Mercedes has been in the lucrative off-road segment for decades with the iconic G-Class and we can say the same thing about Land Rover with its reputable Defender. BMW has refrained from tackling this class of SUVs, but there is a go-anywhere vehicle now in production with engines supplied by the Bavarian brand. INEOS Automotive is now assembling the Grenadier, fitted with both gasoline and diesel inline-six engines per an agreement with the Munich-based company.
Series production of the 2023 Grenadier has commenced in Hambach, France at the factory where Mercedes used to make Smart cars before selling the facility in 2020 to the automotive branch of the INEOS chemicals company. First customer deliveries are scheduled to take place in December, but the rollout isn’t going as the newly founded automaker would’ve wanted due to issues with the global supply chain.
Shortages are slowing down output, but INEOS Automotive will have more and more vehicles to display at its dealership network with 200 sites across the world. The Grenadier will be launched in the United States sometime next year with the 3.0-liter B58 BMW engine producing 281 horsepower and 332 pound-feet (450 Newton-meters) of torque. In other parts of the world, the off-roader is also offered with the B57 diesel rated at 245 horsepower and 406 pound-feet (550 Newton-meters) of torque.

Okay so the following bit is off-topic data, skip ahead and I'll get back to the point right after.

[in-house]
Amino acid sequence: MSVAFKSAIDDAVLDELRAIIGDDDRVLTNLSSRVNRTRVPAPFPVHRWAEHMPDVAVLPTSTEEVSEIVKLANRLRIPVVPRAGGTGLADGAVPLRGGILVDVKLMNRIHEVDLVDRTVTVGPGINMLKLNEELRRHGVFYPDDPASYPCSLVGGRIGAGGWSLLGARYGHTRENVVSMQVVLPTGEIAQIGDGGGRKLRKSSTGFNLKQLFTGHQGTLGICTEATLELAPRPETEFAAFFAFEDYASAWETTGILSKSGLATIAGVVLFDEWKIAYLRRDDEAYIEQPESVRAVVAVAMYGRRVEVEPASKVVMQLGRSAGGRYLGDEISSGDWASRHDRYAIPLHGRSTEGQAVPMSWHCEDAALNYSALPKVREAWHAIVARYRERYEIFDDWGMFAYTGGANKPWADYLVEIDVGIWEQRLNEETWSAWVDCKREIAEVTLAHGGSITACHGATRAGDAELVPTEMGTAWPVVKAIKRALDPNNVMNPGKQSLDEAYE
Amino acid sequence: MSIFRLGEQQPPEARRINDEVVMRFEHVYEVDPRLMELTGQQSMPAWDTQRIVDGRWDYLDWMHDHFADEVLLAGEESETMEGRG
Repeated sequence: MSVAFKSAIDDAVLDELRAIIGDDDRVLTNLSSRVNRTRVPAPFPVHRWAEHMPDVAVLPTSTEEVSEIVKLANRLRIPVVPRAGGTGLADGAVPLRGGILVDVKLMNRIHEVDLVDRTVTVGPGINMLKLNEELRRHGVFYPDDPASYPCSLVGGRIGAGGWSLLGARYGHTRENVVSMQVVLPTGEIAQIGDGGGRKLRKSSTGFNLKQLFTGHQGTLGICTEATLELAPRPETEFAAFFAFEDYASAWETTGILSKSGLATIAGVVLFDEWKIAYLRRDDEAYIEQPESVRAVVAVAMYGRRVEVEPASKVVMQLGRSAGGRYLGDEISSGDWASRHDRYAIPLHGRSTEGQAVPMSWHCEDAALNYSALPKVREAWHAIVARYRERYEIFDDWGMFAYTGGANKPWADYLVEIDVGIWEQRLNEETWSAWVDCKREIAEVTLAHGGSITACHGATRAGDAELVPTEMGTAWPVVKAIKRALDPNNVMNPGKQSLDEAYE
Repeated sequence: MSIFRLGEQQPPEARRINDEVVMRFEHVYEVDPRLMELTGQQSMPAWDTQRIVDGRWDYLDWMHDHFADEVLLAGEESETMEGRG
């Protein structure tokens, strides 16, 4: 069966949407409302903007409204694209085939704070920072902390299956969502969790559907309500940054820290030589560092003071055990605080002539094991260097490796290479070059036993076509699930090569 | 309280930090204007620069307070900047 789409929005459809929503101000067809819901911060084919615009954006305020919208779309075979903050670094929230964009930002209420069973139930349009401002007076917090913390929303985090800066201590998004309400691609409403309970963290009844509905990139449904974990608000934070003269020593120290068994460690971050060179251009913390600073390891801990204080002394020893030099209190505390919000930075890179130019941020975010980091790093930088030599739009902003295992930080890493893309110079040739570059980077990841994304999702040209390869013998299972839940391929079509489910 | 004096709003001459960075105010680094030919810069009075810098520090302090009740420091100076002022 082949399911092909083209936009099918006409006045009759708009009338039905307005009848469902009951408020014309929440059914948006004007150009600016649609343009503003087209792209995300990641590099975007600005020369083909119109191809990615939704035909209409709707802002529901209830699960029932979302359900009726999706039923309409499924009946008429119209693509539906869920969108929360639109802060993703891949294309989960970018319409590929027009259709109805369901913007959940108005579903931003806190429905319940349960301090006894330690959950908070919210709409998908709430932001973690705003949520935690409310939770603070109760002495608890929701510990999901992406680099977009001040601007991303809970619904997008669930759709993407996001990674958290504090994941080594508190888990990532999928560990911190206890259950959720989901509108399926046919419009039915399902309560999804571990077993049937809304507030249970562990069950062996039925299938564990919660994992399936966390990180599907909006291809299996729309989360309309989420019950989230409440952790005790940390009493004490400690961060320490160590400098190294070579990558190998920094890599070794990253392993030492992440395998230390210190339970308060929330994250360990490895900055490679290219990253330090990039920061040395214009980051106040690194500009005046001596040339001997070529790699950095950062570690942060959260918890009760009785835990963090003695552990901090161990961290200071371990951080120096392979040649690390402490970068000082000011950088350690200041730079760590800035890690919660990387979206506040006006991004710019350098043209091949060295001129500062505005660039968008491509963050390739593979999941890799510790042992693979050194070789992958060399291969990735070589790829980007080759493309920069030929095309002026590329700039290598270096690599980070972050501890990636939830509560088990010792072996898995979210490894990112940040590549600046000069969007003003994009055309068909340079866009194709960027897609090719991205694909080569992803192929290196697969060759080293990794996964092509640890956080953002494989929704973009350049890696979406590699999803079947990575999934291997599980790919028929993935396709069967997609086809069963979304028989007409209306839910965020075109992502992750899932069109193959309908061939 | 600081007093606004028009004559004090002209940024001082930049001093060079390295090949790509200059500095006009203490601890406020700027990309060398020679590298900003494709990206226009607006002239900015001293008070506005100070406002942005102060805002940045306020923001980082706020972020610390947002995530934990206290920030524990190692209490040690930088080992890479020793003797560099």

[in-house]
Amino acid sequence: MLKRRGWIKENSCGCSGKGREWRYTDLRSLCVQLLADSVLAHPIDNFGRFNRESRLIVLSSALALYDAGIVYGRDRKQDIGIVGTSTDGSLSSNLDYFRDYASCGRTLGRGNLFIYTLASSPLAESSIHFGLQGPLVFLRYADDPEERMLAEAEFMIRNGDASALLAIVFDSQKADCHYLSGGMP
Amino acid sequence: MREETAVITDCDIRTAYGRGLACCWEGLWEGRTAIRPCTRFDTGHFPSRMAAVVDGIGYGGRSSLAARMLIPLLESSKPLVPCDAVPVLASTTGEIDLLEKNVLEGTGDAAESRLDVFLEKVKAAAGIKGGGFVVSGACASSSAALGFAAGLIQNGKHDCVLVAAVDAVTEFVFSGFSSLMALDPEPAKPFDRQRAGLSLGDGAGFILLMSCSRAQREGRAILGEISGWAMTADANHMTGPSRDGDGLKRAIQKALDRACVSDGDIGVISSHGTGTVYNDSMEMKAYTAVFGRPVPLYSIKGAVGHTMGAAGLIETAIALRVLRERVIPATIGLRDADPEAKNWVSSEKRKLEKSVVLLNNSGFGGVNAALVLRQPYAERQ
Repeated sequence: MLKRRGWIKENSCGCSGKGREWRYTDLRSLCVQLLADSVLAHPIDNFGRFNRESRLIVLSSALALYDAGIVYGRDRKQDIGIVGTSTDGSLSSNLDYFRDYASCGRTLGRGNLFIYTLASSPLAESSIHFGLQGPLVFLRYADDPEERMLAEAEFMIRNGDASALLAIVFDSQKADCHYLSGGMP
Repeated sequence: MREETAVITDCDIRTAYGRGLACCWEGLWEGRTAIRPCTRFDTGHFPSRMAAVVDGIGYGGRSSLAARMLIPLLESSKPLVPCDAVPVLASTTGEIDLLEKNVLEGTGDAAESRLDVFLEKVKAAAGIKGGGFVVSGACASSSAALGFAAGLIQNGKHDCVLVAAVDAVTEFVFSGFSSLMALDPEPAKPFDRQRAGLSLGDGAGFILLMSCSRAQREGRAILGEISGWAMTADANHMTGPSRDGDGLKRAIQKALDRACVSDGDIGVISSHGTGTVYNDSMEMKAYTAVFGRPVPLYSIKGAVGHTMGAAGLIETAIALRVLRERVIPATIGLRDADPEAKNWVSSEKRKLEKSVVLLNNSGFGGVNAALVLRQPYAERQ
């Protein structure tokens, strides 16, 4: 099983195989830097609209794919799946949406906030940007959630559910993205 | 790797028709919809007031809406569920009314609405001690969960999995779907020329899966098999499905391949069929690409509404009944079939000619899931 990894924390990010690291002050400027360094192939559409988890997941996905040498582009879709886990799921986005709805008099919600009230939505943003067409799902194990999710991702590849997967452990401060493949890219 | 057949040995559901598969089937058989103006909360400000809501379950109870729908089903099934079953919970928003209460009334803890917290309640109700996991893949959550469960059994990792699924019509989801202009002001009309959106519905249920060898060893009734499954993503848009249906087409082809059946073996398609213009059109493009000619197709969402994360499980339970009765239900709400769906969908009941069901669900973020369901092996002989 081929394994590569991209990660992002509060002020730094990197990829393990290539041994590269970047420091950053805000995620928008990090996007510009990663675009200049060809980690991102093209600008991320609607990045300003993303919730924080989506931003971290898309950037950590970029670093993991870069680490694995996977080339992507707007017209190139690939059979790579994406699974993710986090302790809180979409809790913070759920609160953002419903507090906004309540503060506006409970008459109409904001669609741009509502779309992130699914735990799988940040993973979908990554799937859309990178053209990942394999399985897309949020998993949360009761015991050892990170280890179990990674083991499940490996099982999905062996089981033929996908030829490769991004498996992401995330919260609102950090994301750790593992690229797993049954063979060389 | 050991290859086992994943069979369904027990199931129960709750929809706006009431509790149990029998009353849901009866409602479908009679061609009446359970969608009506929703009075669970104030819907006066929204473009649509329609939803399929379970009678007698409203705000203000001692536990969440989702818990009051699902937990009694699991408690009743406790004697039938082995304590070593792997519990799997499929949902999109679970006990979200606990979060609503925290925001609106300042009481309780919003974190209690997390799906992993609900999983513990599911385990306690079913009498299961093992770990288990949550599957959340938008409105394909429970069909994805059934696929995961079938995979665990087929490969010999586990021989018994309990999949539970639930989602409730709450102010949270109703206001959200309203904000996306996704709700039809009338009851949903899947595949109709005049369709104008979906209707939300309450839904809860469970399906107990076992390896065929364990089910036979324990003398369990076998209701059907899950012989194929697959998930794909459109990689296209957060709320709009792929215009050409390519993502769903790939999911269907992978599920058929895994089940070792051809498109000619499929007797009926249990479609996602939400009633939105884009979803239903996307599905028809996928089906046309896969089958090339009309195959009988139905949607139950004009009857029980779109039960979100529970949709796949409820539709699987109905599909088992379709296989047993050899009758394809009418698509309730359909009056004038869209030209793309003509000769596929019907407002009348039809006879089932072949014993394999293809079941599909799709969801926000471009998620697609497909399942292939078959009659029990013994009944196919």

The engines work with an eight-speed automatic transmission supplied by ZF and send power to both axles. The gasoline-fueled Grenadier will do 0 to 62 mph (100 km/h) in 8.6 seconds whereas the oil-burner will take 9.9 seconds to get the job done. INEOS Automotive will electronically cap the top speed of its ladder-frame SUV to 100 mph (161 km/h).
It is believed the very first production unit will be delivered to Ineos chairman Sir Jim Ratcliffe. It was his idea to revive the spirit of the original Defender after Land Rover refused to sell him the license to restart production. There was even a legal battle between the two as Land Rover – which is owned by Tata Motors – sued INEOS Automotive, claiming the Grenadier looks too much like the Defender. However, the British brand ultimately lost as Land Rover, surprisingly, never actually trademarked the Defender’s shape.
As a final note, Land Rover is also using BMW engines nowadays for the 2023 Range Rover and Range Rover Sport offered with the twin-turbo 4.4-liter V8 N63.
Source: INEOS Automotive